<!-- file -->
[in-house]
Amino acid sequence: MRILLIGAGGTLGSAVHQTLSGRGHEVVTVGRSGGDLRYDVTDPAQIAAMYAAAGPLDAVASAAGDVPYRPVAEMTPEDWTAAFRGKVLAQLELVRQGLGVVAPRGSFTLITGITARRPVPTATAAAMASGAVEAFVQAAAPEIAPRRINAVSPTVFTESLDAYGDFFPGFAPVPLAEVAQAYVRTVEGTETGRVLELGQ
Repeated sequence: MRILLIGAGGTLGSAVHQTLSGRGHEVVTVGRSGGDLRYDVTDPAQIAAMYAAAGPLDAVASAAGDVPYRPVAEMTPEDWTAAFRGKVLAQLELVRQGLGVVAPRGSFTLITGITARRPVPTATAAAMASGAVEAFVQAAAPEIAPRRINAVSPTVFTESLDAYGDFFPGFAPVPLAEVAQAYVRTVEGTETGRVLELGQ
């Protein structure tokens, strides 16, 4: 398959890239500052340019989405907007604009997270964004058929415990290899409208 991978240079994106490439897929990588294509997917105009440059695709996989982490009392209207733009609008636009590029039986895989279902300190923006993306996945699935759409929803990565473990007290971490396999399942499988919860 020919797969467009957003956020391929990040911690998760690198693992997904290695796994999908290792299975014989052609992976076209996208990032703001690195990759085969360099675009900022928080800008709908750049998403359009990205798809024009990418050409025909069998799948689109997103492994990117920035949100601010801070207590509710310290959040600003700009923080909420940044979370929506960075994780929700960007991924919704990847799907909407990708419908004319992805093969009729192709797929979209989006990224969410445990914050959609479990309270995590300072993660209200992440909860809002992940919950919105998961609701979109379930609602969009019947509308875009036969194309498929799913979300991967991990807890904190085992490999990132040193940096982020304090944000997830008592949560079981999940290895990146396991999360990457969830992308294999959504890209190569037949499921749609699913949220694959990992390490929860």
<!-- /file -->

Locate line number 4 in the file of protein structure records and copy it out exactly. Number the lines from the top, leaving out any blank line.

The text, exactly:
């Protein structure tokens, strides 16, 4: 398959890239500052340019989405907007604009997270964004058929415990290899409208 991978240079994106490439897929990588294509997917105009440059695709996989982490009392209207733009609008636009590029039986895989279902300190923006993306996945699935759409929803990565473990007290971490396999399942499988919860 020919797969467009957003956020391929990040911690998760690198693992997904290695796994999908290792299975014989052609992976076209996208990032703001690195990759085969360099675009900022928080800008709908750049998403359009990205798809024009990418050409025909069998799948689109997103492994990117920035949100601010801070207590509710310290959040600003700009923080909420940044979370929506960075994780929700960007991924919704990847799907909407990708419908004319992805093969009729192709797929979209989006990224969410445990914050959609479990309270995590300072993660209200992440909860809002992940919950919105998961609701979109379930609602969009019947509308875009036969194309498929799913979300991967991990807890904190085992490999990132040193940096982020304090944000997830008592949560079981999940290895990146396991999360990457969830992308294999959504890209190569037949499921749609699913949220694959990992390490929860």